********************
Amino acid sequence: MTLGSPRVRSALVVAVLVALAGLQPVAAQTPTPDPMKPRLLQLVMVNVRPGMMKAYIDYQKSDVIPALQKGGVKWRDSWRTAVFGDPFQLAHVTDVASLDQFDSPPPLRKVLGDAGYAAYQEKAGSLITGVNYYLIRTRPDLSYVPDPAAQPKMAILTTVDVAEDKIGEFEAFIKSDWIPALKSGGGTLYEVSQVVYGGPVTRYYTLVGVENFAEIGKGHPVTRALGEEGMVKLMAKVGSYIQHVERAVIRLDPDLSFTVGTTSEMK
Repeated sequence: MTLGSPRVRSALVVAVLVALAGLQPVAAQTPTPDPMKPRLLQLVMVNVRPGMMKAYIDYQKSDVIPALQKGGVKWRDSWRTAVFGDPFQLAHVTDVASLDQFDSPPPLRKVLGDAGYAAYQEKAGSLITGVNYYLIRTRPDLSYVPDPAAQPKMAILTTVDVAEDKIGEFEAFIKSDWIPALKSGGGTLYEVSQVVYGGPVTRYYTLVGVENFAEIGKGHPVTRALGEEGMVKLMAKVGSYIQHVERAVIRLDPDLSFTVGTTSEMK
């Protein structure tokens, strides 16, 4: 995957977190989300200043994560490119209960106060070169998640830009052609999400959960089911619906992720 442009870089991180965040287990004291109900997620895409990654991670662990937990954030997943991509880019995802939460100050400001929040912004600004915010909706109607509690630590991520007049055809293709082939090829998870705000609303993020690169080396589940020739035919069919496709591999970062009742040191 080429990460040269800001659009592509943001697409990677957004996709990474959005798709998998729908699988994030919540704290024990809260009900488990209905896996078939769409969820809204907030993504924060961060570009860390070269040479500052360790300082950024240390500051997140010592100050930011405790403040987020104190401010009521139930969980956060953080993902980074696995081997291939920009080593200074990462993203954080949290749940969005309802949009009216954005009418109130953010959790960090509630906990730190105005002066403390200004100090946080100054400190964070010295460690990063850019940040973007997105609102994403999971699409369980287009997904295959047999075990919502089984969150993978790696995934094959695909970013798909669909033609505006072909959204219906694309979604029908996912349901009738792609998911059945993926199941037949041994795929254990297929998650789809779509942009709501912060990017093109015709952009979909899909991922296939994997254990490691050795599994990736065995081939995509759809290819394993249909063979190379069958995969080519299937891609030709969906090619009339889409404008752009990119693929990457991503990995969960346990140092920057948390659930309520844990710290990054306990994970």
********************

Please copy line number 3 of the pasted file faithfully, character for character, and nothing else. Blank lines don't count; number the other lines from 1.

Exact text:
């Protein structure tokens, strides 16, 4: 995957977190989300200043994560490119209960106060070169998640830009052609999400959960089911619906992720 442009870089991180965040287990004291109900997620895409990654991670662990937990954030997943991509880019995802939460100050400001929040912004600004915010909706109607509690630590991520007049055809293709082939090829998870705000609303993020690169080396589940020739035919069919496709591999970062009742040191 080429990460040269800001659009592509943001697409990677957004996709990474959005798709998998729908699988994030919540704290024990809260009900488990209905896996078939769409969820809204907030993504924060961060570009860390070269040479500052360790300082950024240390500051997140010592100050930011405790403040987020104190401010009521139930969980956060953080993902980074696995081997291939920009080593200074990462993203954080949290749940969005309802949009009216954005009418109130953010959790960090509630906990730190105005002066403390200004100090946080100054400190964070010295460690990063850019940040973007997105609102994403999971699409369980287009997904295959047999075990919502089984969150993978790696995934094959695909970013798909669909033609505006072909959204219906694309979604029908996912349901009738792609998911059945993926199941037949041994795929254990297929998650789809779509942009709501912060990017093109015709952009979909899909991922296939994997254990490691050795599994990736065995081939995509759809290819394993249909063979190379069958995969080519299937891609030709969906090619009339889409404008752009990119693929990457991503990995969960346990140092920057948390659930309520844990710290990054306990994970």